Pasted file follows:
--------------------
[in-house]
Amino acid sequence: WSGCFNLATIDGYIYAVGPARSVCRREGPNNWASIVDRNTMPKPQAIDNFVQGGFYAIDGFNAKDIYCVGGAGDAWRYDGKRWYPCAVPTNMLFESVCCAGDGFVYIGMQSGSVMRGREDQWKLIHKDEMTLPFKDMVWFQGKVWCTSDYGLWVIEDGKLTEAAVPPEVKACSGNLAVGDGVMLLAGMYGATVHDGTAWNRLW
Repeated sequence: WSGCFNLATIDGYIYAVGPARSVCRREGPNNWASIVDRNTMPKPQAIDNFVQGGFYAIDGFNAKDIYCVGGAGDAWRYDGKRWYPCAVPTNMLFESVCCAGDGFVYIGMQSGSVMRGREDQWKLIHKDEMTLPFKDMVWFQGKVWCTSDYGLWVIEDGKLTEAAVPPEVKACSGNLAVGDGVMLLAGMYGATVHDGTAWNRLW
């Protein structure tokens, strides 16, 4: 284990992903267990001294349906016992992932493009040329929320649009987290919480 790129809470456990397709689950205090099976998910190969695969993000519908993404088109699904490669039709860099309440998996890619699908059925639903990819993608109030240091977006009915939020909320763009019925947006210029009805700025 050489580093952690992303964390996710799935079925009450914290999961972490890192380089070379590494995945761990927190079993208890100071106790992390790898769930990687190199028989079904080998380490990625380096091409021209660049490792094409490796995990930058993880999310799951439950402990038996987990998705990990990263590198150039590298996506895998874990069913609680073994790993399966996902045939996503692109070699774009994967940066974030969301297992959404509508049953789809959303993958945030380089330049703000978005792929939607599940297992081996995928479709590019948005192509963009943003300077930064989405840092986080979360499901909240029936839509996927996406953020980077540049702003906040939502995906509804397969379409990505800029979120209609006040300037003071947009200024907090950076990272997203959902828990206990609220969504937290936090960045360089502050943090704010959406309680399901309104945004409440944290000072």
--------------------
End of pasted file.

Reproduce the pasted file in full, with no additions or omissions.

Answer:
[in-house]
Amino acid sequence: WSGCFNLATIDGYIYAVGPARSVCRREGPNNWASIVDRNTMPKPQAIDNFVQGGFYAIDGFNAKDIYCVGGAGDAWRYDGKRWYPCAVPTNMLFESVCCAGDGFVYIGMQSGSVMRGREDQWKLIHKDEMTLPFKDMVWFQGKVWCTSDYGLWVIEDGKLTEAAVPPEVKACSGNLAVGDGVMLLAGMYGATVHDGTAWNRLW
Repeated sequence: WSGCFNLATIDGYIYAVGPARSVCRREGPNNWASIVDRNTMPKPQAIDNFVQGGFYAIDGFNAKDIYCVGGAGDAWRYDGKRWYPCAVPTNMLFESVCCAGDGFVYIGMQSGSVMRGREDQWKLIHKDEMTLPFKDMVWFQGKVWCTSDYGLWVIEDGKLTEAAVPPEVKACSGNLAVGDGVMLLAGMYGATVHDGTAWNRLW
């Protein structure tokens, strides 16, 4: 284990992903267990001294349906016992992932493009040329929320649009987290919480 790129809470456990397709689950205090099976998910190969695969993000519908993404088109699904490669039709860099309440998996890619699908059925639903990819993608109030240091977006009915939020909320763009019925947006210029009805700025 050489580093952690992303964390996710799935079925009450914290999961972490890192380089070379590494995945761990927190079993208890100071106790992390790898769930990687190199028989079904080998380490990625380096091409021209660049490792094409490796995990930058993880999310799951439950402990038996987990998705990990990263590198150039590298996506895998874990069913609680073994790993399966996902045939996503692109070699774009994967940066974030969301297992959404509508049953789809959303993958945030380089330049703000978005792929939607599940297992081996995928479709590019948005192509963009943003300077930064989405840092986080979360499901909240029936839509996927996406953020980077540049702003906040939502995906509804397969379409990505800029979120209609006040300037003071947009200024907090950076990272997203959902828990206990609220969504937290936090960045360089502050943090704010959406309680399901309104945004409440944290000072």